Loyola program to aid low-income students

The Baltimore Sun

With the help of a $1 million grant, Loyola College is launching a program to provide advice about college to low- income students in nine Maryland high schools.

Loyola's education department will select eight to 10 spring graduates to work full time as advisers to high- achieving students who might not be considering going to college, according to Courtney Jolley, a Loyola spokeswoman.

"I am extremely excited about it," said Victor Delclos, chairman of Loyola's education department. "We have been talking over the year about ways we can get more involved in Baltimore City and working with students who are disadvantaged in terms of educational opportunities. It seemed like a natural way to continue that trend and interest."

The grant to Loyola is part of a nationwide College Advising Corps funded with $10 million from the Jack Kent Cooke Foundation as an effort to boost the number of low-income students in two- and four-year colleges. The foundation hopes to break down the barriers that prevent high-achieving students from applying to college.

Loyola has chosen various high schools, from the high-scoring Western High School in Baltimore to schools with a wider range of academic achievement, such as Annapolis High School in Anne Arundel County. Jolley said the Loyola graduates will work with high-achieving students who need intensive guidance in applying to college and getting financial aid that the regular school staff may not have time to provide.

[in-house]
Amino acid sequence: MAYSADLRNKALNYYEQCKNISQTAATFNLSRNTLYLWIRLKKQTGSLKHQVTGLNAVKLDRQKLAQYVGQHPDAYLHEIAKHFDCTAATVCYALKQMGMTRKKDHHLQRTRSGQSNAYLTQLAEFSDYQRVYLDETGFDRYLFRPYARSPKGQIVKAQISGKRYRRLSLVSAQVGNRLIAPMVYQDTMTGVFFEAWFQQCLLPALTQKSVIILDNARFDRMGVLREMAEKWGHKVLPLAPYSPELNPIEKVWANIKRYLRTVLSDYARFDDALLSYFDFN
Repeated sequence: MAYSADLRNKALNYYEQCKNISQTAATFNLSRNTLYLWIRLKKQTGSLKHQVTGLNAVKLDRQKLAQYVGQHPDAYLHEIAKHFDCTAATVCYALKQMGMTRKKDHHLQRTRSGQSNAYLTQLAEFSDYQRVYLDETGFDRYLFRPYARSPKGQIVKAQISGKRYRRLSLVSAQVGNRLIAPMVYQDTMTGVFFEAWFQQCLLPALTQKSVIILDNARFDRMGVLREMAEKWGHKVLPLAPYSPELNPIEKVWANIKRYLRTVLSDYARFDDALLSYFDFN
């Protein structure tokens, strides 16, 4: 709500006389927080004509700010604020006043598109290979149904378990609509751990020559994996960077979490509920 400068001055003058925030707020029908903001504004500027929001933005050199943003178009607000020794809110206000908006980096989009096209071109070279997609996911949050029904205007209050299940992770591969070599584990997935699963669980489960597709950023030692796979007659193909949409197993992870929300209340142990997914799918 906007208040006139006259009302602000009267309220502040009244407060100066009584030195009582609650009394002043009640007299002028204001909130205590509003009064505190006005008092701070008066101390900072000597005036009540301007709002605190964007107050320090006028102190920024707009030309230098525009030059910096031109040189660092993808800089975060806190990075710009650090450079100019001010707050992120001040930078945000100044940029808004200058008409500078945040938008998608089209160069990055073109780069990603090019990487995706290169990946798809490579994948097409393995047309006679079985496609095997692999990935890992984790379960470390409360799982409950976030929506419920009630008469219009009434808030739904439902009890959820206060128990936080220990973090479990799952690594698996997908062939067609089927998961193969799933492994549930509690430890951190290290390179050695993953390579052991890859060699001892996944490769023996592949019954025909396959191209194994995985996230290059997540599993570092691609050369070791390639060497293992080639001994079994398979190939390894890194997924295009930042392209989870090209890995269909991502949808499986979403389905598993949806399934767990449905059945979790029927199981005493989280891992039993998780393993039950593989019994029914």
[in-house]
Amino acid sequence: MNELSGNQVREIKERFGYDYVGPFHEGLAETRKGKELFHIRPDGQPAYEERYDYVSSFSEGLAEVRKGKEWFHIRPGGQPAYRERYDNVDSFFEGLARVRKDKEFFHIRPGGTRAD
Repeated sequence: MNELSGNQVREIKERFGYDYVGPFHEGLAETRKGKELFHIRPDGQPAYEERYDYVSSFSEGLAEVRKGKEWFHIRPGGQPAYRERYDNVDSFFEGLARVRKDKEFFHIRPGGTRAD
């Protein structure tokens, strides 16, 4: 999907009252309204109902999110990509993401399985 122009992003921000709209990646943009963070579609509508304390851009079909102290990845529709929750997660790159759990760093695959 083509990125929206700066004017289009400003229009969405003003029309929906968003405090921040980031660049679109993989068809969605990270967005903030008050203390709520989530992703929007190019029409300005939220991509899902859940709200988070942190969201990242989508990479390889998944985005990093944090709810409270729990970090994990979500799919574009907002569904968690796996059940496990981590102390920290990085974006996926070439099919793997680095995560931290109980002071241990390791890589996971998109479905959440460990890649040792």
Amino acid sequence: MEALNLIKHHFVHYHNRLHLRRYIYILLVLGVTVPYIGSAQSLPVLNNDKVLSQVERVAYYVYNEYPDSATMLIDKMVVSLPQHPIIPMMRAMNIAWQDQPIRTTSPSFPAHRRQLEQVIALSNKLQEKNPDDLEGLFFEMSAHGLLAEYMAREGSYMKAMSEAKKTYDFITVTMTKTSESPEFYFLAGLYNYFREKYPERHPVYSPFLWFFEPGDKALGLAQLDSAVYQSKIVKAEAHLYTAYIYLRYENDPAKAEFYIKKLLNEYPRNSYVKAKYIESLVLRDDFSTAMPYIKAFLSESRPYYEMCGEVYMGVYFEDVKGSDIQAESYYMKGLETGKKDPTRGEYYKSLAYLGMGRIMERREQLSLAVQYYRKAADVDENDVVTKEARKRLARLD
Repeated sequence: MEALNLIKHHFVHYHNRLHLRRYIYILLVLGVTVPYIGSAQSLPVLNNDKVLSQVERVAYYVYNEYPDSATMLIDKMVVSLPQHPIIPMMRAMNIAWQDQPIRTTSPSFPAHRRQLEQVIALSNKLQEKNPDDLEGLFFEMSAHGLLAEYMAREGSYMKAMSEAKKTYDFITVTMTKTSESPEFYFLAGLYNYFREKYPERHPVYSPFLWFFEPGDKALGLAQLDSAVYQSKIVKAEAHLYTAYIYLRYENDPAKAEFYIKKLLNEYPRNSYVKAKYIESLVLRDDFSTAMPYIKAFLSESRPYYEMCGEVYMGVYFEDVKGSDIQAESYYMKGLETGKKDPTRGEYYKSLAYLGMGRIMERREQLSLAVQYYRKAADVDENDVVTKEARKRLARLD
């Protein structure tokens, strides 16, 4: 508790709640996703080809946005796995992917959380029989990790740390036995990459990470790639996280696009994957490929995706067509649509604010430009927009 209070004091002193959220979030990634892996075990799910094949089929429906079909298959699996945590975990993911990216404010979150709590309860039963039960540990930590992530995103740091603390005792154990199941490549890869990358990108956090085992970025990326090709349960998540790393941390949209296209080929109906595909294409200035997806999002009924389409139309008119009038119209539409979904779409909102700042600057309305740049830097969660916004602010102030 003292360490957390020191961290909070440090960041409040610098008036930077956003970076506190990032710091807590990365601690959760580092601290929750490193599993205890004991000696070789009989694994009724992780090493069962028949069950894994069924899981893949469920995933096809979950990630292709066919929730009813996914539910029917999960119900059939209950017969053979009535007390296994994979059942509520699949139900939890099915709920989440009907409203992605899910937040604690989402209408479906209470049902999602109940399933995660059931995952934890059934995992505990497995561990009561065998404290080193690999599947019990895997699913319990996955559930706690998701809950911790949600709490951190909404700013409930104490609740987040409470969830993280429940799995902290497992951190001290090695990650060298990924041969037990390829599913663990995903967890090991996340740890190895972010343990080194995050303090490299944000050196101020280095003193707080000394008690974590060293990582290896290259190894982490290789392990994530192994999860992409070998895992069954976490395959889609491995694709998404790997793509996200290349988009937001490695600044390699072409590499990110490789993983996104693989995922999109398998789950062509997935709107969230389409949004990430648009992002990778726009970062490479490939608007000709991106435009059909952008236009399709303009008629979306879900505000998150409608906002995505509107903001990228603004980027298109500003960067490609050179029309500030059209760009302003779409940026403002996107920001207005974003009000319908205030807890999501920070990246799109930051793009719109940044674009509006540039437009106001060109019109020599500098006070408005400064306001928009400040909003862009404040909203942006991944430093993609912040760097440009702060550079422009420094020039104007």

The College Advising Corps will provide one-on-one advising to 7,400 students over the four years of the program. Loyola College is providing $1.3 million to the program.

Each year of the initiative, Loyola will train another group of its graduates to be part of the College Advising Corps.

Structured like the AmeriCorps and Teach for America programs, Loyola graduates who enter the program will make a commitment to stay at a school for one to two years.

Teach for America has put thousands of college graduates, many from the top universities and colleges, in urban schools nationwide.

In addition to Western and Annapolis high schools, the Maryland schools chosen for the initiative next year are: Glen Burnie High in Anne Arundel County; Reginald F. Lewis and W.E.B. Dubois in Baltimore; Milford Mill Academy and Randallstown High School in Baltimore County; High Point High School in Prince George's County; and Wicomico High School.


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